Header

UZH-Logo

Maintenance Infos

Primary productivity and its correlation with rainfall on Aldabra Atoll


Shekeine, John; Turnbull, Lindsay A; Cherubini, Paolo; de Jong, Rogier; Baxter, R; Hansen, Dennis; Bunbury, Nancy; Fleischer-Dogley, Frauke; Schaepman-Strub, Gabriela (2015). Primary productivity and its correlation with rainfall on Aldabra Atoll. Biogeosciences Discussions, 12(2):981-1013.

Abstract

Aldabra Atoll, a UNESCO World Heritage Site since 1982, hosts the world’s largest population of giant tortoises. In view of recent rainfall declines in the East African region, it is important to assess the implications of local rainfall trends on the atoll’s 5 ecosystem and evaluate potential threats to the food resources of the giant tortoises. However, building an accurate picture of the effects of climate change requires detailed context-specific case-studies, an approach often hindered by data deficiencies in remote areas. Here, we present and analyse a new historical rainfall record of Aldabra atoll together with two potential measures of primary productivity: (1) treering measurements of the deciduous tree species Ochna ciliata and, (2) satellite-derived NDVI (normalized difference vegetation index) data for the period 2001–2012. Rainfall declined by about 6 mm yr⁻¹ in the last four decades, in agreement with general regional declines, and this decline could mostly be attributed to changes in wet-season rainfall. We were unable to cross-date samples of O. ciliata with suffcient precision 15 to deduce long-term patterns of productivity. However, satellite data were used to derive Aldabra’s land surface phenology (LSP) for the period 2001–2012 which was then linked to rainfall seasonality. This relationship was strongest in the eastern parts of the atoll (with a time-lag of about six weeks between rainfall changes and LSP responses), an area dominated by deciduous grasses that supports high densities of 20 tortoises. While the seasonality in productivity, as reflected in the satellite record, is correlated with rainfall, we did not find any change in mean rainfall or productivity for the shorter period 2001–2012. The sensitivity of Aldabra’s vegetation to rainfall highlights the potential impact of increasing water stress in East Africa on the region’s endemic ecosystems.

Abstract

Aldabra Atoll, a UNESCO World Heritage Site since 1982, hosts the world’s largest population of giant tortoises. In view of recent rainfall declines in the East African region, it is important to assess the implications of local rainfall trends on the atoll’s 5 ecosystem and evaluate potential threats to the food resources of the giant tortoises. However, building an accurate picture of the effects of climate change requires detailed context-specific case-studies, an approach often hindered by data deficiencies in remote areas. Here, we present and analyse a new historical rainfall record of Aldabra atoll together with two potential measures of primary productivity: (1) treering measurements of the deciduous tree species Ochna ciliata and, (2) satellite-derived NDVI (normalized difference vegetation index) data for the period 2001–2012. Rainfall declined by about 6 mm yr⁻¹ in the last four decades, in agreement with general regional declines, and this decline could mostly be attributed to changes in wet-season rainfall. We were unable to cross-date samples of O. ciliata with suffcient precision 15 to deduce long-term patterns of productivity. However, satellite data were used to derive Aldabra’s land surface phenology (LSP) for the period 2001–2012 which was then linked to rainfall seasonality. This relationship was strongest in the eastern parts of the atoll (with a time-lag of about six weeks between rainfall changes and LSP responses), an area dominated by deciduous grasses that supports high densities of 20 tortoises. While the seasonality in productivity, as reflected in the satellite record, is correlated with rainfall, we did not find any change in mean rainfall or productivity for the shorter period 2001–2012. The sensitivity of Aldabra’s vegetation to rainfall highlights the potential impact of increasing water stress in East Africa on the region’s endemic ecosystems.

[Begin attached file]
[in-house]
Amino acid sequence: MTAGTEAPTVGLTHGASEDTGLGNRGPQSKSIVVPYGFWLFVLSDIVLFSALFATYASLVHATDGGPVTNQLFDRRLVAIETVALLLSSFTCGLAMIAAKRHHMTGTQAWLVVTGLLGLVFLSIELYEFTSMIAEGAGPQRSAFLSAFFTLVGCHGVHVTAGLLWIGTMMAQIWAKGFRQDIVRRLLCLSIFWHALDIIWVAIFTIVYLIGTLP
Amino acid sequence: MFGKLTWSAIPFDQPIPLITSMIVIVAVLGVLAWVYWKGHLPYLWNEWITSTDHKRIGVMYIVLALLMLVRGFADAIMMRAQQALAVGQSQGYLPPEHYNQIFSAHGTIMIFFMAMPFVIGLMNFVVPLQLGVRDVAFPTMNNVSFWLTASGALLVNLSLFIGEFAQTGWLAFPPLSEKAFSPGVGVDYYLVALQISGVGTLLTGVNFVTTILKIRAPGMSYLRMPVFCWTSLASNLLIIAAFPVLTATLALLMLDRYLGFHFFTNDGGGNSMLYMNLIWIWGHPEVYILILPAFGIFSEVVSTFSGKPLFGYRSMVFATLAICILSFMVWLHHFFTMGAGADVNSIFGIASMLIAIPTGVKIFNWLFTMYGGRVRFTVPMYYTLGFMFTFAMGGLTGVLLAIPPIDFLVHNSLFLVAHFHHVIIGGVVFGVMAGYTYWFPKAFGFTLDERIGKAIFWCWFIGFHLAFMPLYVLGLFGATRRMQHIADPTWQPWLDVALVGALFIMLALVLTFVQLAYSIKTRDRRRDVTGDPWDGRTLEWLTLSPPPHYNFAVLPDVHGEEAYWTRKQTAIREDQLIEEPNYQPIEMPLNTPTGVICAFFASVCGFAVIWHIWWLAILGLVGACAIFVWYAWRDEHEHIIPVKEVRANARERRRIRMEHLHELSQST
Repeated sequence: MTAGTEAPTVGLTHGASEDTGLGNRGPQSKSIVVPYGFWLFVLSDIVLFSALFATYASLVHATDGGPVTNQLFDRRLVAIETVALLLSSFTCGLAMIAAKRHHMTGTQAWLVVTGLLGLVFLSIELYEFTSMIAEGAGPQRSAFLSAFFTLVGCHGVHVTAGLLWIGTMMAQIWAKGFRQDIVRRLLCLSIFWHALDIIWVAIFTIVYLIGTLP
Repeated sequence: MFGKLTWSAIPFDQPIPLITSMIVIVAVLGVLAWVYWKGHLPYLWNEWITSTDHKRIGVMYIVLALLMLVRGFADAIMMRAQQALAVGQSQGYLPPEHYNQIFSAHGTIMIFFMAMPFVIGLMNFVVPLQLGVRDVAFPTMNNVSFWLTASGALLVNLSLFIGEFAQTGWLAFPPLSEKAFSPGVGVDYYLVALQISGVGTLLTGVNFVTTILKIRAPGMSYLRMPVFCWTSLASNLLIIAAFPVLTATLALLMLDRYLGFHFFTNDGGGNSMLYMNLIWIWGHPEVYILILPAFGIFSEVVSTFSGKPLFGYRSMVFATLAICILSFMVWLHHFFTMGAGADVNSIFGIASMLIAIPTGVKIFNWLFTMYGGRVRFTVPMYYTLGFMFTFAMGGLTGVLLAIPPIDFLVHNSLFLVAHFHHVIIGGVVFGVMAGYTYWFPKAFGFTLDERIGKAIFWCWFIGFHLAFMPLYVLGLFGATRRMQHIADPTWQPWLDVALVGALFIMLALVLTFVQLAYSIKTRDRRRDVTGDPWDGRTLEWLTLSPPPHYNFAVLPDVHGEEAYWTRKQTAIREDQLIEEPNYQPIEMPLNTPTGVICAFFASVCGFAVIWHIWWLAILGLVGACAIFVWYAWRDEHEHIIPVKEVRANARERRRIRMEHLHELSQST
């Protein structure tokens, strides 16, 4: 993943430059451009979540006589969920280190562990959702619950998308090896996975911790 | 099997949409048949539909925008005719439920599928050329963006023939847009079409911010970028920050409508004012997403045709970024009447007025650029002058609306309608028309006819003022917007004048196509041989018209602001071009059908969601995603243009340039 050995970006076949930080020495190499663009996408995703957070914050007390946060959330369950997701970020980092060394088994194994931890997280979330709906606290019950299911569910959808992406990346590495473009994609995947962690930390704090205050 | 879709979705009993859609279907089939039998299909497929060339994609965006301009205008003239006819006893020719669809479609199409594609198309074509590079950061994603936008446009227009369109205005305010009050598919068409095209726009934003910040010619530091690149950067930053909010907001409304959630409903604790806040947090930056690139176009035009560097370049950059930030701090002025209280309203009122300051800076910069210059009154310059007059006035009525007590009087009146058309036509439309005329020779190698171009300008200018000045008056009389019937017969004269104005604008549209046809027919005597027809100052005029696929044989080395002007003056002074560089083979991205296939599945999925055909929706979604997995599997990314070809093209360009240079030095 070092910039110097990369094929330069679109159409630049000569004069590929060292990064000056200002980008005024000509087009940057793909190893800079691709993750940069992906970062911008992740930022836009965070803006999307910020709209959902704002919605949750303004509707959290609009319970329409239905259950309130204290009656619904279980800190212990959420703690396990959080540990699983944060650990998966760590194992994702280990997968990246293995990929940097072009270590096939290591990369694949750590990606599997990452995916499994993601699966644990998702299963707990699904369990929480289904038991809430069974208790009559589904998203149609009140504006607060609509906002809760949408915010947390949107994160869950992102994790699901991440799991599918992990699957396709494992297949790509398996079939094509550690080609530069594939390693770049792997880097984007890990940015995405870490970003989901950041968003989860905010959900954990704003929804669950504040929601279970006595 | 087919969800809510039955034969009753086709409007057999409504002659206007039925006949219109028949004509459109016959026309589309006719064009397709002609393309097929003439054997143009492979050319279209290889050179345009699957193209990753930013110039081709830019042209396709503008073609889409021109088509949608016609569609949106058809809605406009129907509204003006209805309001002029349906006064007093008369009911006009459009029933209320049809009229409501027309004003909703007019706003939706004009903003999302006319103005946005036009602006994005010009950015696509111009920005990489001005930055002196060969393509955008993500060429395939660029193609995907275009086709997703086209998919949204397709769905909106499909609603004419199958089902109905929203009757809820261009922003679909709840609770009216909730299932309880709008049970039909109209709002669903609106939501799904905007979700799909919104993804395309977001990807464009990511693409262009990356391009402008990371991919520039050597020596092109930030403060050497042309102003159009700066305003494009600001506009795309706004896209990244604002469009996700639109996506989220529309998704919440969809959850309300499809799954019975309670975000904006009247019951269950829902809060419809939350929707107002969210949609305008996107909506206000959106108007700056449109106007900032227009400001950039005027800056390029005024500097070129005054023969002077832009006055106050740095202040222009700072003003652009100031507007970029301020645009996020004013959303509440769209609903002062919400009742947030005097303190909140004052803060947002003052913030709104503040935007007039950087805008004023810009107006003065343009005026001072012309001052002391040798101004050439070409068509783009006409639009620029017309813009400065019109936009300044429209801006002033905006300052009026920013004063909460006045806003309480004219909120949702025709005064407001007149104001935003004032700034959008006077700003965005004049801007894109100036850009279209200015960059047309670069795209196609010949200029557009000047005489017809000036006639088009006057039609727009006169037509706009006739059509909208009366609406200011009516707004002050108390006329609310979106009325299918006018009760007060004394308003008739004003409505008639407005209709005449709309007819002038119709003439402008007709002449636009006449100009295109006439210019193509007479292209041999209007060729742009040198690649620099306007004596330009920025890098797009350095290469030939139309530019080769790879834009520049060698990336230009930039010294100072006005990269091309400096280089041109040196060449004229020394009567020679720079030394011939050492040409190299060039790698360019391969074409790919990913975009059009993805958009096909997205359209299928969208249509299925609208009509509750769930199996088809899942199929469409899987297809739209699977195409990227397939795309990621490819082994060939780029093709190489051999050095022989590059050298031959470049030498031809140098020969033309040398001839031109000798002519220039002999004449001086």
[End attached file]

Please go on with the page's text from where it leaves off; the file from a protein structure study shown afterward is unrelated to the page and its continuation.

Statistics

Altmetrics

Downloads

21 downloads since deposited on 23 Dec 2015
13 downloads since 12 months
Detailed statistics

Additional indexing

Item Type:Journal Article, refereed, original work
Communities & Collections:07 Faculty of Science > Institute of Geography
Dewey Decimal Classification:910 Geography & travel
Language:English
Date:2015
Deposited On:23 Dec 2015 09:58
Last Modified:08 Dec 2017 16:17
Publisher:Copernicus Publications
ISSN:1810-6285
Free access at:Publisher DOI. An embargo period may apply.
Publisher DOI:https://doi.org/10.5194/bgd-12-981-2015
Related URLs:http://www.biogeosciences-discuss.net/12/981/2015/ (Publisher)

Download

Download PDF  'Primary productivity and its correlation with rainfall on Aldabra Atoll'.
Preview
Content: Published Version
Language: English
Filetype: PDF
Size: 3MB
View at publisher
Licence: Creative Commons: Attribution 3.0 Unported (CC BY 3.0)